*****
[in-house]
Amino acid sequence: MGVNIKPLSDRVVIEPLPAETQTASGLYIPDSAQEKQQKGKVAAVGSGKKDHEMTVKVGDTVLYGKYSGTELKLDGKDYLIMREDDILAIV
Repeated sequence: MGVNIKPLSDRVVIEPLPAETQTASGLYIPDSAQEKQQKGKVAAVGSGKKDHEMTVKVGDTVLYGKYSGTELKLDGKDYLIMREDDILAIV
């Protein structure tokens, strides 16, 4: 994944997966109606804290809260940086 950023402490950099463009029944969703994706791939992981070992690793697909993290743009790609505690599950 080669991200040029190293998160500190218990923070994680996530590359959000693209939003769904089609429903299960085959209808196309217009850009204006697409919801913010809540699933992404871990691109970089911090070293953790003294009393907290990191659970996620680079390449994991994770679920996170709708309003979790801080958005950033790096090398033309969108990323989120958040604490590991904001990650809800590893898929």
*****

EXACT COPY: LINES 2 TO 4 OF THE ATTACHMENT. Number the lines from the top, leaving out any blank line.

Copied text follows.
Amino acid sequence: MGVNIKPLSDRVVIEPLPAETQTASGLYIPDSAQEKQQKGKVAAVGSGKKDHEMTVKVGDTVLYGKYSGTELKLDGKDYLIMREDDILAIV
Repeated sequence: MGVNIKPLSDRVVIEPLPAETQTASGLYIPDSAQEKQQKGKVAAVGSGKKDHEMTVKVGDTVLYGKYSGTELKLDGKDYLIMREDDILAIV
């Protein structure tokens, strides 16, 4: 994944997966109606804290809260940086 950023402490950099463009029944969703994706791939992981070992690793697909993290743009790609505690599950 080669991200040029190293998160500190218990923070994680996530590359959000693209939003769904089609429903299960085959209808196309217009850009204006697409919801913010809540699933992404871990691109970089911090070293953790003294009393907290990191659970996620680079390449994991994770679920996170709708309003979790801080958005950033790096090398033309969108990323989120958040604490590991904001990650809800590893898929």